India’s first driverless Metro Rail project launched in Delhi

The Delhi Metro’s Magenta Line is to be the site of India’s first driverless train line

December 28, 2020

The travel time between Delhi and Meerut is expected to be reduced from 3-4 hours to less than an hour.

The MetroLite and MetroNeo concepts have been introduced to expand rail connectivity to smaller towns.

Prime Minister Modi declared that Metro Rail services will be made available in 25 cities by 2025.

RRTS projects have been approved for Jammu and Srinagar, Kanpur, Meerut and Agra among other locations.

The nation’s first driverless train line is set to run on the Delhi Metro Magenta line was inaugurated today by Prime Minister Modi. The initiative is part of the radical effort to reduce the current travel time between Delhi and Meerut from 3-4 hours to less than an hour. While speaking at the virtual launch, the Prime Minister introduced the concept of MetroLite which is an initiative to undertake the development of Metro projects at 40% of the original cost, as well as MetroNeo which further lowers the cost quantum to 25% of the original cost. The MetroNeo project in particular will help improve accessibility to smaller towns. Prime Minister Modi also emphasised that Metro connectivity will be available in 25 cities across the nation by the year 2025. 

Two other significant Statewide developments that currently underway include the Delhi-Ghaziabad-Meerut RRTS (Regional Rapid Transport System) corridor, the Delhi-Panipat SNB Corridor, and the Delhi-Gurgaon SNB Corridor.  Furthermore, the Jammu Light Rail System and the Srinagar Light Rail System were announced by Lt Governor Manoj Sinha on December 15. With a combined length of 47kms, the projects are set to be developed from Indira Nagar to HMT Junction, Bantalab to Bari Brahmana and Hazuri Bagh to Osmanabad. Metro Rail projects have also been approved for development in the Kanpur, Meerut and Agra regions.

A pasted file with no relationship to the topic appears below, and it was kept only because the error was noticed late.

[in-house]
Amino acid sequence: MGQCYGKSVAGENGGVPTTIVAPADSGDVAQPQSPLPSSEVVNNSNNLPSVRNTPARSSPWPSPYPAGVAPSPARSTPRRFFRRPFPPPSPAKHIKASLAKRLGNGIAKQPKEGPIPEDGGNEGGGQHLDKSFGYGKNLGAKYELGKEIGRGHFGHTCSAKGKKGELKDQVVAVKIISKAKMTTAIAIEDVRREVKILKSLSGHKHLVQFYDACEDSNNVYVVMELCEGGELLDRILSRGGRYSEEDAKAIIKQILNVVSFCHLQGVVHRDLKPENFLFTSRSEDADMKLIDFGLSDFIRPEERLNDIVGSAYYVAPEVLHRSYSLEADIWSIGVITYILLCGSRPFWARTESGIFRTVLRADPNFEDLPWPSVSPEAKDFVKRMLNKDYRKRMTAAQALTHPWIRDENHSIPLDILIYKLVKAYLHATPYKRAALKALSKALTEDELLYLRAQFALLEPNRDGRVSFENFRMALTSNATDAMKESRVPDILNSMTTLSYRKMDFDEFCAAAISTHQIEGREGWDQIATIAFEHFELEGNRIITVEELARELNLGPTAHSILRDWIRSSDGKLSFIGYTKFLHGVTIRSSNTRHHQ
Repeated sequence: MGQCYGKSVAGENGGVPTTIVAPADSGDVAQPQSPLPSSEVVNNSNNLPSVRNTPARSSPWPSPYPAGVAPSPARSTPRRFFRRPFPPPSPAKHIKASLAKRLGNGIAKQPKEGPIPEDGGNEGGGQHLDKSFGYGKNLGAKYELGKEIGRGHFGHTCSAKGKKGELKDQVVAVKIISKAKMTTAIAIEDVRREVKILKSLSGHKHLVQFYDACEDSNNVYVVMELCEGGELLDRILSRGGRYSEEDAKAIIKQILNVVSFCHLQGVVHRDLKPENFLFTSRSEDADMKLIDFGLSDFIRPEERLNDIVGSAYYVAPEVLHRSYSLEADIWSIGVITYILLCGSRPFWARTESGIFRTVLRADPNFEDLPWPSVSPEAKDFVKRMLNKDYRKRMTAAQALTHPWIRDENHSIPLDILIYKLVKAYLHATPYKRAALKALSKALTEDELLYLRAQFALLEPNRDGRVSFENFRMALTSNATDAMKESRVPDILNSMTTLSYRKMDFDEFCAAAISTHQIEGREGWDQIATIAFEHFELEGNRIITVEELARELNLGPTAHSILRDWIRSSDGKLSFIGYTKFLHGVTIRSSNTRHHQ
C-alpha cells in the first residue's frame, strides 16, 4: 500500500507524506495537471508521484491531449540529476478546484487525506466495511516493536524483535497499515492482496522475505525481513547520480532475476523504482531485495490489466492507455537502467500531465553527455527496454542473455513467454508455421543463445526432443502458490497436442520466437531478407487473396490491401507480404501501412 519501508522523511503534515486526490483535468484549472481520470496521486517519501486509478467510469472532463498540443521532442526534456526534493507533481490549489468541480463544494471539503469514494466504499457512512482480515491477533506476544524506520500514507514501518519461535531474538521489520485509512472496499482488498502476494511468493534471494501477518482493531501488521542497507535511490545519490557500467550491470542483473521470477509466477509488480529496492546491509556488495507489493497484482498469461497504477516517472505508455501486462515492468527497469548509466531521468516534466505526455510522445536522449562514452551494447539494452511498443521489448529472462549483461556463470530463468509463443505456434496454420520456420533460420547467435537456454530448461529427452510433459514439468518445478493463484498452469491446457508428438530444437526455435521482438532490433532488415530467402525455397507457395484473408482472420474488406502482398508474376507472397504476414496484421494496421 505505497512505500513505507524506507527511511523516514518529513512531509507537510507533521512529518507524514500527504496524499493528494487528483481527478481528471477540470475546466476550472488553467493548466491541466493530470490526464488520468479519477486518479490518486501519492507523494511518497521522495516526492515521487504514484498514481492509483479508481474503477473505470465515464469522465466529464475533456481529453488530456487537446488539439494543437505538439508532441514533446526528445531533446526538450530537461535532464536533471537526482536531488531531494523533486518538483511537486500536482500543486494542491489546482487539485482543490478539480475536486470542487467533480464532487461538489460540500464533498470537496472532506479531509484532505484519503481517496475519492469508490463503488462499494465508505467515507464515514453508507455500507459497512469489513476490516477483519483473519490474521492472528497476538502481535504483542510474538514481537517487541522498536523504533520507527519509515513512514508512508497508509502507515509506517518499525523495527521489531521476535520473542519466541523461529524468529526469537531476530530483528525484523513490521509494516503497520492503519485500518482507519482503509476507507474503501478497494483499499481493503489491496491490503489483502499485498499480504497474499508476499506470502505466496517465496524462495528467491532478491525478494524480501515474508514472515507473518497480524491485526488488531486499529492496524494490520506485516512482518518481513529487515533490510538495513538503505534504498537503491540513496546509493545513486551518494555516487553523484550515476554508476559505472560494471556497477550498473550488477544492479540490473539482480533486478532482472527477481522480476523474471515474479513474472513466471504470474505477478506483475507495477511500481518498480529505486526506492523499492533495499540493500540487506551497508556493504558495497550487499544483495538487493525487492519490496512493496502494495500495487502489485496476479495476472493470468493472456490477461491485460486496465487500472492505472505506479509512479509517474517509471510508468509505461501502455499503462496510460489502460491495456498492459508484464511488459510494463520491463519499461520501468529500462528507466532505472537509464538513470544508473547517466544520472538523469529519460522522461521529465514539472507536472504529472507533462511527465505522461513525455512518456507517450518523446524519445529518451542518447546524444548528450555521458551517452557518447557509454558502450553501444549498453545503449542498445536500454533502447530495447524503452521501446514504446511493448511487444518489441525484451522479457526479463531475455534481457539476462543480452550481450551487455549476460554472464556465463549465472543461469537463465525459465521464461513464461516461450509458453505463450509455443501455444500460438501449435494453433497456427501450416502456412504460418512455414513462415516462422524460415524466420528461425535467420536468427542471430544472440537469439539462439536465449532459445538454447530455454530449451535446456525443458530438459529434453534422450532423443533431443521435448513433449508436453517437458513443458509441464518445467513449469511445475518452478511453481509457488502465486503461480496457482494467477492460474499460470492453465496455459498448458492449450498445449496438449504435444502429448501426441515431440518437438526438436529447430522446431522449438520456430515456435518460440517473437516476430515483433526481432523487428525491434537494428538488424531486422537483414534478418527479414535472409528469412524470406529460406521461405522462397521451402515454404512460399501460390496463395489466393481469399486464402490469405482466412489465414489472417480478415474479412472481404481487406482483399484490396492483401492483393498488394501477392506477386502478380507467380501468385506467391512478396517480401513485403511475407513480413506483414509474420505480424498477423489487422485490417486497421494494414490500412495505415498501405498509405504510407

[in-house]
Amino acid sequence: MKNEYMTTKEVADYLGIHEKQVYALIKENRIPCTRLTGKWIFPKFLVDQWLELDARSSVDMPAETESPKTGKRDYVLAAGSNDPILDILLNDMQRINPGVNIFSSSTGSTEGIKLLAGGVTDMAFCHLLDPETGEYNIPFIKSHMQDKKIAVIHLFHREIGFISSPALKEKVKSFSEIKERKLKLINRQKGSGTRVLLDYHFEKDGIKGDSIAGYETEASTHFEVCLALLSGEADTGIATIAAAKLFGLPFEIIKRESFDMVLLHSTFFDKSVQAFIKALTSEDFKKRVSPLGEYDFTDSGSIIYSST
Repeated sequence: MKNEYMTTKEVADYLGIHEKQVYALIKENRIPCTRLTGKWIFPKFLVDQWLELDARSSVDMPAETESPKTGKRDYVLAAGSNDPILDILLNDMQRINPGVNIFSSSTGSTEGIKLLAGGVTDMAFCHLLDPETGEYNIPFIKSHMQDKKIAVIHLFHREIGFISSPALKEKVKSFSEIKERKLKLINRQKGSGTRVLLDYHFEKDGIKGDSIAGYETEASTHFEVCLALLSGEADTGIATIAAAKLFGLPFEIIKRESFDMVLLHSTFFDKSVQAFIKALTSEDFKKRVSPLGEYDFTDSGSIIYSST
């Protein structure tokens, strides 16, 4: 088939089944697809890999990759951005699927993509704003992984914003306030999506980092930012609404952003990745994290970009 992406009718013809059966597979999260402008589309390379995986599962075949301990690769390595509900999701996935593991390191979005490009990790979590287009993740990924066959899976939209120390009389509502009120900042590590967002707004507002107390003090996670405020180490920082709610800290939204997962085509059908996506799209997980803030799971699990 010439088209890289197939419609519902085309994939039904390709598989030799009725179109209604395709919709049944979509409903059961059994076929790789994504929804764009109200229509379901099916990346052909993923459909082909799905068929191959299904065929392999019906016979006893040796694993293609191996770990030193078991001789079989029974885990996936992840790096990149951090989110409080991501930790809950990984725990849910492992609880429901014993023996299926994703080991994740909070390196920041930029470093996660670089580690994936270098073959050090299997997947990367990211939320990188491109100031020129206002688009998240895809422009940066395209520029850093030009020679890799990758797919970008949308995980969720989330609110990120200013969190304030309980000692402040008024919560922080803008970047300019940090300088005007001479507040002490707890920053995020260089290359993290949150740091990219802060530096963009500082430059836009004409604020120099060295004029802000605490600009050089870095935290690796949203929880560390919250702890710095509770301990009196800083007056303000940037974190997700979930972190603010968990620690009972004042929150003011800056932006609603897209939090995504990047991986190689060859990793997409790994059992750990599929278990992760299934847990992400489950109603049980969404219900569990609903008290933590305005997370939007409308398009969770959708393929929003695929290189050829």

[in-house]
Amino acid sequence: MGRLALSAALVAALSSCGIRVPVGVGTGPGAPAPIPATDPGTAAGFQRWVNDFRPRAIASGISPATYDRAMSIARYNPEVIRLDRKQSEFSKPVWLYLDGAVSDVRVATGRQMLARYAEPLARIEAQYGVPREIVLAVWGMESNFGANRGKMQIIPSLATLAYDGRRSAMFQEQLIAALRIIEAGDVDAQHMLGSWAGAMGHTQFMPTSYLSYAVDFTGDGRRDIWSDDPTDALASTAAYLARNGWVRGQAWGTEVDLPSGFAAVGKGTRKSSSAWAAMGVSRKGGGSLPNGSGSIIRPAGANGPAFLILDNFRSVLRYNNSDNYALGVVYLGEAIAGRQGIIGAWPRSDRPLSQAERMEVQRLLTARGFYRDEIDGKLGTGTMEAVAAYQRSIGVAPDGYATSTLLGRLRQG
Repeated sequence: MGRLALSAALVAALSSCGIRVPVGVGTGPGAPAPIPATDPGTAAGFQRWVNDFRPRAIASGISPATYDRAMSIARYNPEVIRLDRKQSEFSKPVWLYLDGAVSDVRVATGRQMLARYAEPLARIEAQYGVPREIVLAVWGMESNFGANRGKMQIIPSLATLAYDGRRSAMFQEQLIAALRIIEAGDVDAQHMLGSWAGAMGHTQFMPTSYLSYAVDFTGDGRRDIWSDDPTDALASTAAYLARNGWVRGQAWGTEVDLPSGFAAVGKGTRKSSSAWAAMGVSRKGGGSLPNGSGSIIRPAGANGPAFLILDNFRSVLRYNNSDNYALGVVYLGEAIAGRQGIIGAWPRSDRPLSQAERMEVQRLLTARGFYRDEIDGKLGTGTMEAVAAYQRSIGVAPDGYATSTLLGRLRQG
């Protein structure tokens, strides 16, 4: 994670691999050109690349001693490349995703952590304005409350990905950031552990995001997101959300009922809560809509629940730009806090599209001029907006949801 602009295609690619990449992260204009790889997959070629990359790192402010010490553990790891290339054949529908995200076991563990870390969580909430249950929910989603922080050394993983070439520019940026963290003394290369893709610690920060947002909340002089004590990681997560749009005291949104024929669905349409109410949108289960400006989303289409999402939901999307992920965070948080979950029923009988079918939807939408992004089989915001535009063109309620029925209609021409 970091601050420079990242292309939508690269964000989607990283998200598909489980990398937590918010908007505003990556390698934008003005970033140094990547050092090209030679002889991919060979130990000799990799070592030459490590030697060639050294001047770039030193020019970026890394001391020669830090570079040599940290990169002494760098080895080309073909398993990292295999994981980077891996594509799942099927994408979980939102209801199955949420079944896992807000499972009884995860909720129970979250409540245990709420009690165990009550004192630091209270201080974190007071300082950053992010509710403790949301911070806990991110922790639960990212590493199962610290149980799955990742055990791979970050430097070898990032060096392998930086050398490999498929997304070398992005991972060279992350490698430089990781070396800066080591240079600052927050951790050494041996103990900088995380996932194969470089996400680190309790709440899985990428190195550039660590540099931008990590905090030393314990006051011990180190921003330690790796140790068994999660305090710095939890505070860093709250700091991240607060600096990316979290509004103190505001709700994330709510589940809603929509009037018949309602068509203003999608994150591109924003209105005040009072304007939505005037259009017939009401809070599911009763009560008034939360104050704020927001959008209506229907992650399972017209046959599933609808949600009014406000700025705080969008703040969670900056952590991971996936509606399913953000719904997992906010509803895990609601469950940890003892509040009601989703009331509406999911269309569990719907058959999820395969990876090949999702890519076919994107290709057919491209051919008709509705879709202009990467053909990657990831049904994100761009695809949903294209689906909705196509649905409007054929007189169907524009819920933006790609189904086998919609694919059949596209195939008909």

A CRRI study on the Delhi Metro Project operational since 2002 highlighted that the initiative had successfully reduced as much as 57,953 vehicles from daily roadway operations. This project, like several similar initiatives in other Indian States, prove to be useful in decongesting cities, providing citizens with an affordable and speedy commute option and make the case of sustainable public transport infrastructure. The United Nations Environment Programme argues in favour of reducing the carbon footprint of the MRTS projects by opting for greener fuel alternatives. Researchers Rajni Dhyani and Neeraj Sharma advocate the inclusion of the reduced amount of carbon emissions by MRTS operations under the ‘Carbon Credits’ scheme of the Kyoto Protocol. The construction and operation of quality MRTS and RRTS initiatives complemented by a focus on sustainability can significantly change the public transport landscape in India.